He sympathized that though kente weaving designs has been imitated putting the industry to a detrimental stage. With that he has want to improve the way weaving is done by bringing out a new loom that will enhance the act of kente, kete, and fugu weaving. He further tries by embellishing the yarns he uses in such a way that it will bring some uniqueness and move the industry into the contemporary art world.

Improving on the metal fugu weaving loom at the northern Ghana to help weave motif or designs in the fugu weaves to improve and change the dynamics.

The choice of reactivating the Bonwire Museum, after it has officially been opened is a bold gesture. Also, by opening up the space for his own children to join in the process and by facilitating the presence of younger colleague artists, we witness a space of potential and continuity. How do we inspire and guide our young ones in such a way that at whatever level, they will be curious about our indigenous modes, means and processes of artistic engagement that also have the potential to inspire them in their future paths? With that he brought some artist who they are also working on embroidery and tradition making of umbrella. Not forgetting a girl child education he introduces Rashidatu Imoro who is a fugu master weaver and ready to adopt the act of kente, and kete weaving into fugu weaving to change the face of fugu weaving.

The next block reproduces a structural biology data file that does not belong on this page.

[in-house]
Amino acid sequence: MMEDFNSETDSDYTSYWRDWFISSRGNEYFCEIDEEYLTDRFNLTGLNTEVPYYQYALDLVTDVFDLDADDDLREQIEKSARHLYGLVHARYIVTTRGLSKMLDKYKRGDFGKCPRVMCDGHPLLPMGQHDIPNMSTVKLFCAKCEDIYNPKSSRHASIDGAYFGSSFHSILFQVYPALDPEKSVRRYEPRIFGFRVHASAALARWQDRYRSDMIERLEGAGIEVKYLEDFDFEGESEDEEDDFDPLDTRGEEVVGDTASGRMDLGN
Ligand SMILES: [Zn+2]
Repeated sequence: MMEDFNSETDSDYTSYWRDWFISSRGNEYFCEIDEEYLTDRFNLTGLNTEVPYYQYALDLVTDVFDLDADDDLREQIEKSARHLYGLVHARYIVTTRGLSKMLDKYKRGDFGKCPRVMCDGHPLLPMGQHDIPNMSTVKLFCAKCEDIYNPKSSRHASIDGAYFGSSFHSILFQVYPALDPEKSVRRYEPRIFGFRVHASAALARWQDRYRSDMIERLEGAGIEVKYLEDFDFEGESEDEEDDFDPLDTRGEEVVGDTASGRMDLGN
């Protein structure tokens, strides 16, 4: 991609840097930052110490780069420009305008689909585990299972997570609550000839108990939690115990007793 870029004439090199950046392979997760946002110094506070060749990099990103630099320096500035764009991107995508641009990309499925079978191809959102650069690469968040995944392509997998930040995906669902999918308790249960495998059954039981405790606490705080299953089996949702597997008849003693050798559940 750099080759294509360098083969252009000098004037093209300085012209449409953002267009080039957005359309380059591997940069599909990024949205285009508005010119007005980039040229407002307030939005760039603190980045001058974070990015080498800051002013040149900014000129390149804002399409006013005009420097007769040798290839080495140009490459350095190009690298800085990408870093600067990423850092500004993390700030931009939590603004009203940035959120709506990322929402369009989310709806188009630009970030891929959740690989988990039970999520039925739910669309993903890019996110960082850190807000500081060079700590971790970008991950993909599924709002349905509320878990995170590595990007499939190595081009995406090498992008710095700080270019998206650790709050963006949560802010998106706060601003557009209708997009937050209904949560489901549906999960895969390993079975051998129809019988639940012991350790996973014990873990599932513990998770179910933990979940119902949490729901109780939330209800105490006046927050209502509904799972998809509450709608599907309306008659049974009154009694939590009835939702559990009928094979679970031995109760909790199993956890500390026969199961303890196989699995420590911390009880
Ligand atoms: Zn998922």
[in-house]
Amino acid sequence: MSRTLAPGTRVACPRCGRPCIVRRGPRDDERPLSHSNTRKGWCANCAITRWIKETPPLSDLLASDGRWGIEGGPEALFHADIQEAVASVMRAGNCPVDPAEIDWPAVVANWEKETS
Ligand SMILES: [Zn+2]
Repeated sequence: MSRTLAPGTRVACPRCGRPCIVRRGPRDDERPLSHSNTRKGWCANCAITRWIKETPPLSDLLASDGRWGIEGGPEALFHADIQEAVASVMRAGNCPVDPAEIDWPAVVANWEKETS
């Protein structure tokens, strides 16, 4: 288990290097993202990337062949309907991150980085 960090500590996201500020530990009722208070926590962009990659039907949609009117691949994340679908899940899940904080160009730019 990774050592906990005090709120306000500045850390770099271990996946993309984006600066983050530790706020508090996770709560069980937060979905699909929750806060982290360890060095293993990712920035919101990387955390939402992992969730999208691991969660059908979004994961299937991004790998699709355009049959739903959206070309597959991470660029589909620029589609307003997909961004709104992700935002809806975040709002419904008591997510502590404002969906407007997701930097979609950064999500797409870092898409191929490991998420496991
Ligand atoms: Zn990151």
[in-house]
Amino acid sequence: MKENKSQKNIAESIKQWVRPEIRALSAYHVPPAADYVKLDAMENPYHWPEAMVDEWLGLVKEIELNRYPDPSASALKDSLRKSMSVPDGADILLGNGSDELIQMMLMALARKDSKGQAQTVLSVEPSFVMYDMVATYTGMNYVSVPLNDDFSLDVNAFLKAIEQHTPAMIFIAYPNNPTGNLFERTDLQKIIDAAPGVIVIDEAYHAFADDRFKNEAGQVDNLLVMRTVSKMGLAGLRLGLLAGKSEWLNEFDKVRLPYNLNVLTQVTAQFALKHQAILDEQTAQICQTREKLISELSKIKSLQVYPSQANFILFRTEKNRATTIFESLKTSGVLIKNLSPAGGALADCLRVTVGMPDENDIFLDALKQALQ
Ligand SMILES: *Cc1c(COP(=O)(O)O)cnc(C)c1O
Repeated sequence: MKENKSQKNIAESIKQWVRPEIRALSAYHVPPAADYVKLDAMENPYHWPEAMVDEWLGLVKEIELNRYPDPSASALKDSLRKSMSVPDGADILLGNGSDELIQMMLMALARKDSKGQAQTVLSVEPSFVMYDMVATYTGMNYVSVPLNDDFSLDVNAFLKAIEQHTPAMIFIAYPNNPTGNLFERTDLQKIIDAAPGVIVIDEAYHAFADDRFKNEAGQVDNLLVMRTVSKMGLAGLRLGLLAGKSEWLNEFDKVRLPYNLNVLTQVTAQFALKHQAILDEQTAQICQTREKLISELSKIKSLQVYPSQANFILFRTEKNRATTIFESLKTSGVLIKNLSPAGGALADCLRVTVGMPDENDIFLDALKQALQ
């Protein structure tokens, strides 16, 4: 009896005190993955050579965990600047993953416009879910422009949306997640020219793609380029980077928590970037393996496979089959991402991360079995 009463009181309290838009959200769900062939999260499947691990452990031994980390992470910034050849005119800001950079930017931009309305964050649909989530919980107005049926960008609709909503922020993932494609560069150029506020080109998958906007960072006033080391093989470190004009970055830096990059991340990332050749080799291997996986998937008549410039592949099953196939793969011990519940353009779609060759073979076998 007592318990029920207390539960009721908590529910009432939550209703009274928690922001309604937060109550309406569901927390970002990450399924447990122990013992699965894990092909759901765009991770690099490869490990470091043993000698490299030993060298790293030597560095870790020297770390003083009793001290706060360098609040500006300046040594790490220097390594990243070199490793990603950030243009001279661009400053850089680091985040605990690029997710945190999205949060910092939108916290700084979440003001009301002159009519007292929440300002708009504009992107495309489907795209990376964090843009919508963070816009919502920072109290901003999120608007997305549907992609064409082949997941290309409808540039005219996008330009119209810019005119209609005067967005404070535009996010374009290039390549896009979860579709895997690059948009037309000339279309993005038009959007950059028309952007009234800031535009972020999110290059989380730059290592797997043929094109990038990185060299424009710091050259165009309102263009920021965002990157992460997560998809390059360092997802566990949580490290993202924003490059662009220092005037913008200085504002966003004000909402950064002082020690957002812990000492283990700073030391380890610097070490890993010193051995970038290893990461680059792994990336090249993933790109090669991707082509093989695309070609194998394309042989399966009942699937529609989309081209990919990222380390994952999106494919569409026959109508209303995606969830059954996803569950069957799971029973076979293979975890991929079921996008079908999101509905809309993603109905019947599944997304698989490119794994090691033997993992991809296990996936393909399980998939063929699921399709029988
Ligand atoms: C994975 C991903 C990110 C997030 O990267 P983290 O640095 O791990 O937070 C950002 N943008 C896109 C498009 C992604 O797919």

Apart from the numerous art works Gyasi displayed he was wearing a fugu in which the fabric was made by him with the following philosophy. The fabric was woven with kente and kete ideas of weaving and integrated with fugu woven strips. He said he is serving the information that weavers in Ghana must try and come together, put away their differences and find a good way of coming together to help improve and preserve the act of weaving in Ghana.

This exhibition project is part of the PhD research activities that Isaac Gyasi has undertaken over the past few years. This project is supervised by Prof. kąrî'kachä seid’ou (PHD), Mrs. Dorothy Amuneke (PHD), Bernard Akoi-Jackson (PHD) all from BlaxTarlines at the Department of Painting and Sculpture in KNUST.

Bernard Akoi-Jackson (PhD).
(Curatorial input)
Isaac Gyasi, works as a Principal Technician, at the Department of Indigenous Art and Technology in the Kwame Nkrumah University of Science and Technology Kumasi (KNUST). He is also a PhD student in the Department of Painting and Sculpture (KNUST). He has over 21 years of professional art practice in textile designing and weaving. He has exceptional instructional experience in numerous spheres of textiles and its applications in other 2D and 3D areas in Art. His outstanding contributions to textile design education and professional practice as well as innovations in enhancing the functionalities in weaving and fabric colouration are well recognized nationally and gaining recognition globally.

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Started: 02-07-2024 | Ends: 31-10-2024